2003 - Regression
6-10 record, 4 of 4 in AFC East, 9 of 16 in AFC, 20 of 32 in NFL
After winning five more games in 2002 than 2001 and featuring one of the most potent offenses in the league, you'd think the Bills would continue improving in 2003. The biggest weakness in 2002 was the defense and to aide in improving that weakness Buffalo brought in fired Bengals coach Dick LeBeau as a defensive consultant and assistant head coach. They also added players to their linebacker corps signing Jeff Posey when free agency opened and later inking LeBeau's former defensive terror in Cincinnati, Takeo Spikes. To help the run stopping ability of the defense the Bills signed massive defensive tackle Sam Adams. On offense, Peerless Price was a free agent but Tom Donahoe franchised the wideout before trading him to Atlanta for a first round pick to replace the one dealt for Bledsoe. Donahoe also traded for tight end Mark Campbell (to replace Jay Remiersma) and signed fullback Sam Gash (to replace the departed Larry Centers). To finally solve the revolving door that had existed at kicker since the release of Steve Christie in 2000, Buffalo signed kicker Rian Lindell. With the first-round pick they acquired from Atlanta, Buffalo selected injured Miami running back Willis McGahee. McGahee had been injured in the national championship game and wouldn't even be able to play in 2003. To add to the question marks, Buffalo had a top-flight running back in Travis Henry. In later rounds the Bills added DE Chris Kelsay, LB Angelo Crowell, and DB Terrence McGee. Just prior to the start of the season the Patriots cut safety Lawyer Milloy and the Bills swooped in and signed the Pro Bowler.
In the opening week Milloy would get a chance to stick it to his former team. He recorded a sack and an interception to go along with five tackles in a 31-0 blowout win. Sam Adams also had a memorable play. Adams dropped into pass coverage on a zone blitz, one of LeBeau's favorites, and picked off a Tom Brady pass. Adams rumbled, and I mean rumbled, in for the 37-yard interception return touchdown. Brady threw four picks on the day. In Week 2 the Bills kept rolling, running over Jacksonville with three Henry TD runs and two Bledsoe touchdown passes. The offense was great in the first two games but in week 3 Miami shut down Gilbride with a running game on Ricky Williams' back. Williams carried 42 times for 153 yards and Miami held the ball for 41 minutes. Buffalo's only points came on a Nate Clements INT return. With their two top running backs out with injuries, Buffalo fell to Philadelphia the next week and evened their record at 2-2. Henry returned the next week, playing through pain, and scored the winning touchdown in overtime against the Bengals. The following week Buffalo was manhandled by the winless Jets, scoring only 3 points and committing four turnovers. But Henry and the Bills would bounce back the next week beating Washington before falling to Kansas City the next week. Buffalo quarterbacks were picked off five times and the team committed seven turnovers in the loss and entered the bye 4-4. Drew Bledsoe's woes continued and in the game following the bye his longest pass was 18 yards and he was sacked three times in another Bills loss. The Bills offense was a no-show again the next week, failing to score a TD for the third straight week in a 12-10 loss to Houston. Buffalo scored a touchdown against the Colts but still lost 17-14, falling to 4-7 on the year. The cries for Williams' job that had already begun grew louder. A seventeen-point second quarter and three Schobel sacks in week 13 helped the Bills rout the Giants 24-7. At home against the Jets the Bills won again, raising their record to 6-7 on the back of another stellar performance by the dinged Travis Henry. A failed two point conversion at the end of the fourth quarter helped Tennessee hand Buffalo their eighth loss on the year and the Bills lost two more to finish the year 6-10. The Bills mustered only 3 points in Week 16 and in a rematch with the Patriots, New England returned the season-opening favor and beat Buffalo by the same score, 31-0, that the Bills had earlier in the year. Following the season the entire Bills coaching staff was dismissed, despite Buffalo climbing to the second ranked defense.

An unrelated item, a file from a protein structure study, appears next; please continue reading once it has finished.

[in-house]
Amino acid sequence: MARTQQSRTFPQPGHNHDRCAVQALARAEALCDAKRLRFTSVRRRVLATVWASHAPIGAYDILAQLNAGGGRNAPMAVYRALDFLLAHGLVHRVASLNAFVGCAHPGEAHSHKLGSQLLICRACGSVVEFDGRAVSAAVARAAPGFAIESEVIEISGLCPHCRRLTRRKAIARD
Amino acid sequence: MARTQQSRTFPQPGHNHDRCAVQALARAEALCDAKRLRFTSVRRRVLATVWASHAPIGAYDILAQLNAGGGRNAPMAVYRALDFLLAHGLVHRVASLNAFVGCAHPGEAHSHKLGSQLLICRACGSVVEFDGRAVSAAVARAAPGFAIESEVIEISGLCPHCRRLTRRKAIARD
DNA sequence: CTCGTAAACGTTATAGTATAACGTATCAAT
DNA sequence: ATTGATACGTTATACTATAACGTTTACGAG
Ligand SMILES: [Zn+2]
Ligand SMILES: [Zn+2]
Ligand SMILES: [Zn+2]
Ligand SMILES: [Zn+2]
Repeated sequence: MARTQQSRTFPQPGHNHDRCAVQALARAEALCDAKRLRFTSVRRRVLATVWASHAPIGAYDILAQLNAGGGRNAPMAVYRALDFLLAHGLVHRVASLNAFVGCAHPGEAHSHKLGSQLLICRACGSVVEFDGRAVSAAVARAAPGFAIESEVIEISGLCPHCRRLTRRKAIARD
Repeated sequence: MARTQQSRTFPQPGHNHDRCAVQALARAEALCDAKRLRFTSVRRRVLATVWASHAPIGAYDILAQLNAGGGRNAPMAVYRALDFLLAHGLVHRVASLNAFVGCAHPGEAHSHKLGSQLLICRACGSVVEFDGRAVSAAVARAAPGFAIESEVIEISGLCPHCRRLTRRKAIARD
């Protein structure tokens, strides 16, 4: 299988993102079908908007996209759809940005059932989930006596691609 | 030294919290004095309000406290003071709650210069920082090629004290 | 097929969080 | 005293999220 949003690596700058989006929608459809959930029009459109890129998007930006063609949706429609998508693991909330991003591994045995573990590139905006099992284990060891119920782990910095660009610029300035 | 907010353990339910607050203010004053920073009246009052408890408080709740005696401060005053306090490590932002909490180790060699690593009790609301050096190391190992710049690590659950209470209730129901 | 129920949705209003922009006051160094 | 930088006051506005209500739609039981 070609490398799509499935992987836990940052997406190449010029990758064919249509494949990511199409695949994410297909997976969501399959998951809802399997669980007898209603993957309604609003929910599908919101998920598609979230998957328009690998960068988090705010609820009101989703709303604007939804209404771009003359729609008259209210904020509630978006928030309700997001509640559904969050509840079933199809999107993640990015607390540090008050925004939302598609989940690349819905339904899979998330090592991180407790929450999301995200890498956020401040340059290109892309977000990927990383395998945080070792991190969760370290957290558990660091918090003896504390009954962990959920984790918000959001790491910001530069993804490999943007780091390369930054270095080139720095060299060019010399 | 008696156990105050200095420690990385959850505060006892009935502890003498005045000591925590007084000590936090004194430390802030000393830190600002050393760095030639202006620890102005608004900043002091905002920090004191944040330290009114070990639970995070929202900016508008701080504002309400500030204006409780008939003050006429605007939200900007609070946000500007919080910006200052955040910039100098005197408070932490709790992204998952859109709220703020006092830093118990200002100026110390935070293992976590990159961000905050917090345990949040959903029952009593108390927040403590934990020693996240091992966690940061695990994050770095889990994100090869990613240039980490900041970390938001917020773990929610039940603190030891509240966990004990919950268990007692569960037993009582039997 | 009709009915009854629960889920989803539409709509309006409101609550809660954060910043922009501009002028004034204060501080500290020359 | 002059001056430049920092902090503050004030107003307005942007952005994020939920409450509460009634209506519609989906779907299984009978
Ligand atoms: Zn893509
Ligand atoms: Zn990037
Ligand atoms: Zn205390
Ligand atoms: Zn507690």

On the year Drew Bledsoe led the NFL with 49 sacks which led to Alex Van Pelt and Travis Brown appearing in 8 games total. The offense that was great the year before fell to 30 in points and yards.Bledsoe threw for only 2860 yards and threw more interceptions (12) than touchdowns (10). Travis Henry was once again solid on the ground going for 1356 yards and ten touchdowns. On defense, Aaron Schobel compiled 11.5 sacks to help the defense ranked second in yards and fifth in points. Guard Ruben Brown and linebacker Takeo Spikes represented Buffalo in the Pro Bowl. Bills linebacker Darryl Talley was added to the Wall of Fame in 2003. Talley never missed a game in his twelve years in Buffalo and played on all four Super Bowl teams. He is the Bills' all-time leading tackler with 1,137 and averaged 120 tackles a season. His 188 games for Buffalo ranks fifth in team history. Prior to the 2003 campaign two former Bills were slected for enshrinement in the Pro Football Hall of Fame. Joining fellow lineman Billy Shaw was Electric Company guard Joe Delamielleure. Joe D. opened some huge holes for O.J. Simpson (another Bills Hall of Famer) and was a six-time All-Pro. Joe D. was also a member of the 1970s All-Decade team. The other Bill to be elected was wide receiver James Lofton. Lofton played in Buffalo for four years and while in town became the all-time leading receiver in NFL history.